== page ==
New Council Leaders Ask City to Share in Sacrifices; Joost: Priorities Should Be Business Development, to Protect Children

Article excerpt

Byline: Steve Patterson

Facing a budget hole and lingering unemployment, Jacksonville's new City Council leaders were sworn into office Thursday asking for shared sacrifices and hope to see the city through hard times.

"We have some serious issues. ... We're going to get through it with flying colors," Stephen Joost said minutes after he was sworn in as council president inside the Times-Union Center for the Performing Arts.

Seven first-time members and a crowd of returning officeholders were charged to uphold the city's charter, ethics code, laws, rules and regulations in a simple dignified installation that highlighted family ties among community leaders.

After County Judge Tyrie W. Boyer administered one in a series of oath ceremonies, he left the front of the stage and kissed his wife, new member Lori Boyer.

New Mandarin council member Matt Schellenberg sat on the stage with his father, former Councilman Bob Schellenberg. And re-elected member Johnny Gaffney came to the ceremony with his brother, Reggie.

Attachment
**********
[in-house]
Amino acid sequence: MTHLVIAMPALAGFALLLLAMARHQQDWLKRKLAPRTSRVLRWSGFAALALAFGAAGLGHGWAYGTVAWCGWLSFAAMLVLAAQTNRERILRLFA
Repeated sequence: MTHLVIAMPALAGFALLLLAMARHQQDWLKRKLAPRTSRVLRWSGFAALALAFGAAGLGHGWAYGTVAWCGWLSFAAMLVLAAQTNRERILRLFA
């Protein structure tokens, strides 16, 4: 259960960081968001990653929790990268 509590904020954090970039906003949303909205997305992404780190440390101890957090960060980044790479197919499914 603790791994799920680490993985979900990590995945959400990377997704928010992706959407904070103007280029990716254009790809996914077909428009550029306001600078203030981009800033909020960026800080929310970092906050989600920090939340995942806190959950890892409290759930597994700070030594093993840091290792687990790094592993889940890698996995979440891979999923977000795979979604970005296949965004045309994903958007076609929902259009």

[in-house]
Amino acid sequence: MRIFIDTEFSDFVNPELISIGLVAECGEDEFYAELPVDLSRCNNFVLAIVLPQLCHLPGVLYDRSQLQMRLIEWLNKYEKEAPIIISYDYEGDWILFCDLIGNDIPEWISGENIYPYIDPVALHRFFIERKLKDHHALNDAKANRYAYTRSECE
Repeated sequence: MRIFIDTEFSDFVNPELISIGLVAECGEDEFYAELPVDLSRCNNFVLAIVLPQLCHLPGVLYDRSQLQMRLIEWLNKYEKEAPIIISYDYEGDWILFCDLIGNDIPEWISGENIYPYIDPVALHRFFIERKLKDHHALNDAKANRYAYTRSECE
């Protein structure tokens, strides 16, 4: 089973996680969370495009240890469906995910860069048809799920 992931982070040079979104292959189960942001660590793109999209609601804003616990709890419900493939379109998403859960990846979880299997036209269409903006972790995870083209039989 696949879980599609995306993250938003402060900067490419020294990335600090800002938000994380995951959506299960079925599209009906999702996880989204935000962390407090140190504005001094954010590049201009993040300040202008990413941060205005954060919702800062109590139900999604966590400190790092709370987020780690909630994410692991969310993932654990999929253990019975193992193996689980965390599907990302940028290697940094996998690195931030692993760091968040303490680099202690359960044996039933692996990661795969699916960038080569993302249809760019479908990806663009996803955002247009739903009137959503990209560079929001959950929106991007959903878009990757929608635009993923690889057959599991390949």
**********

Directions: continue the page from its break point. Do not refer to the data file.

U.S. District Judge Timothy Corrigan swore in his cousin, Michael Corrigan, as county tax collector.

The roughly 80 minutes of speeches and ceremonies that preceded a lobby meet-and-greet included a first rough sketch of Joost's priorities for managing a projected multimillion budget shortfall.

In a nutshell, his answer was that amenities that make today more comfortable should be deferred to protect services for children and business development that could benefit the city long-term. …

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